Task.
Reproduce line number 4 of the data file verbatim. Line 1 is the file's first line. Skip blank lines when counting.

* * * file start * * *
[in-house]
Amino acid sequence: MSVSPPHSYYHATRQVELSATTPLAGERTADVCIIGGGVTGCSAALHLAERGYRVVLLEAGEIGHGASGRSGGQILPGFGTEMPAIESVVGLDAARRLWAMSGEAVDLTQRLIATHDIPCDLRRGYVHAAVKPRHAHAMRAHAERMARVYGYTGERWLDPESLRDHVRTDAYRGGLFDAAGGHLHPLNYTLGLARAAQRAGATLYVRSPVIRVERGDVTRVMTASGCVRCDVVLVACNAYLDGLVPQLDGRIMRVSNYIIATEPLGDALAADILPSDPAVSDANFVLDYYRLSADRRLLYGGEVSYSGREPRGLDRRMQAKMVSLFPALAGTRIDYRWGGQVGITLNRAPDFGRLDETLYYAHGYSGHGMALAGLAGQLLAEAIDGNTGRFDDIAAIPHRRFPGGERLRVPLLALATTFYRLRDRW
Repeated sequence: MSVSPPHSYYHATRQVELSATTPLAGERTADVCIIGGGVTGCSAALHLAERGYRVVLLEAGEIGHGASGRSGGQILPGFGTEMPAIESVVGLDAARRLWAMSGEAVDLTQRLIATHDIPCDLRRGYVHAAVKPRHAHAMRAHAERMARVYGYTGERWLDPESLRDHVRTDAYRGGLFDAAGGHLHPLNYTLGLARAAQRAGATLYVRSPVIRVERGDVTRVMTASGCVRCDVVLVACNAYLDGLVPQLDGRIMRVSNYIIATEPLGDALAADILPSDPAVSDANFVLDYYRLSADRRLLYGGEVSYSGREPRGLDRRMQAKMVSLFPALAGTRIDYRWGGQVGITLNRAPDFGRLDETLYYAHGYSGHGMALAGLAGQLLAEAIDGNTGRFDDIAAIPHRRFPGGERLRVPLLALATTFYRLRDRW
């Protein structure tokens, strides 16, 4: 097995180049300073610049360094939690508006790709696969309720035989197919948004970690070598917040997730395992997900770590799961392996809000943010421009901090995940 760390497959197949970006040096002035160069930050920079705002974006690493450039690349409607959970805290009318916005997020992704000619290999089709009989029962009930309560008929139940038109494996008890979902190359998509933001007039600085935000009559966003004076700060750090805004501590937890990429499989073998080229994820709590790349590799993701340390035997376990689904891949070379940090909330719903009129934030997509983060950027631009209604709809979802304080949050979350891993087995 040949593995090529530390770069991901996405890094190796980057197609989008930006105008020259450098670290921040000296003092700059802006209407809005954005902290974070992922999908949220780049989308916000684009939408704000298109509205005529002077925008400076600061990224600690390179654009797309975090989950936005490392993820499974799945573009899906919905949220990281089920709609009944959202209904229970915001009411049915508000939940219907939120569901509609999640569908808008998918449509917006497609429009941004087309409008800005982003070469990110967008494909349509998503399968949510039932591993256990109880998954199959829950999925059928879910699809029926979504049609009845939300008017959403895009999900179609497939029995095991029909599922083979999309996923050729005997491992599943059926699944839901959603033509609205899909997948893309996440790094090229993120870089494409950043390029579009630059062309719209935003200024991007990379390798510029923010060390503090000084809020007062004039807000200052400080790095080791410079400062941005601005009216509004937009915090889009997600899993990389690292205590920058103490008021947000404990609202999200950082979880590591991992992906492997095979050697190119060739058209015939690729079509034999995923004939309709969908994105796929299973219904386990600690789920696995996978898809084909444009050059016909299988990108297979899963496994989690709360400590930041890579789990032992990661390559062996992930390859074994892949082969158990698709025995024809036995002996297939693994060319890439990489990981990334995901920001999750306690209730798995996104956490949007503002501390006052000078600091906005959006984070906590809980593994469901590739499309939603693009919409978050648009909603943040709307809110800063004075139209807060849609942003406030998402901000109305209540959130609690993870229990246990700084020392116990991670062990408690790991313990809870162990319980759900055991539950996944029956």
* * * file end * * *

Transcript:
């Protein structure tokens, strides 16, 4: 097995180049300073610049360094939690508006790709696969309720035989197919948004970690070598917040997730395992997900770590799961392996809000943010421009901090995940 760390497959197949970006040096002035160069930050920079705002974006690493450039690349409607959970805290009318916005997020992704000619290999089709009989029962009930309560008929139940038109494996008890979902190359998509933001007039600085935000009559966003004076700060750090805004501590937890990429499989073998080229994820709590790349590799993701340390035997376990689904891949070379940090909330719903009129934030997509983060950027631009209604709809979802304080949050979350891993087995 040949593995090529530390770069991901996405890094190796980057197609989008930006105008020259450098670290921040000296003092700059802006209407809005954005902290974070992922999908949220780049989308916000684009939408704000298109509205005529002077925008400076600061990224600690390179654009797309975090989950936005490392993820499974799945573009899906919905949220990281089920709609009944959202209904229970915001009411049915508000939940219907939120569901509609999640569908808008998918449509917006497609429009941004087309409008800005982003070469990110967008494909349509998503399968949510039932591993256990109880998954199959829950999925059928879910699809029926979504049609009845939300008017959403895009999900179609497939029995095991029909599922083979999309996923050729005997491992599943059926699944839901959603033509609205899909997948893309996440790094090229993120870089494409950043390029579009630059062309719209935003200024991007990379390798510029923010060390503090000084809020007062004039807000200052400080790095080791410079400062941005601005009216509004937009915090889009997600899993990389690292205590920058103490008021947000404990609202999200950082979880590591991992992906492997095979050697190119060739058209015939690729079509034999995923004939309709969908994105796929299973219904386990600690789920696995996978898809084909444009050059016909299988990108297979899963496994989690709360400590930041890579789990032992990661390559062996992930390859074994892949082969158990698709025995024809036995002996297939693994060319890439990489990981990334995901920001999750306690209730798995996104956490949007503002501390006052000078600091906005959006984070906590809980593994469901590739499309939603693009919409978050648009909603943040709307809110800063004075139209807060849609942003406030998402901000109305209540959130609690993870229990246990700084020392116990991670062990408690790991313990809870162990319980759900055991539950996944029956």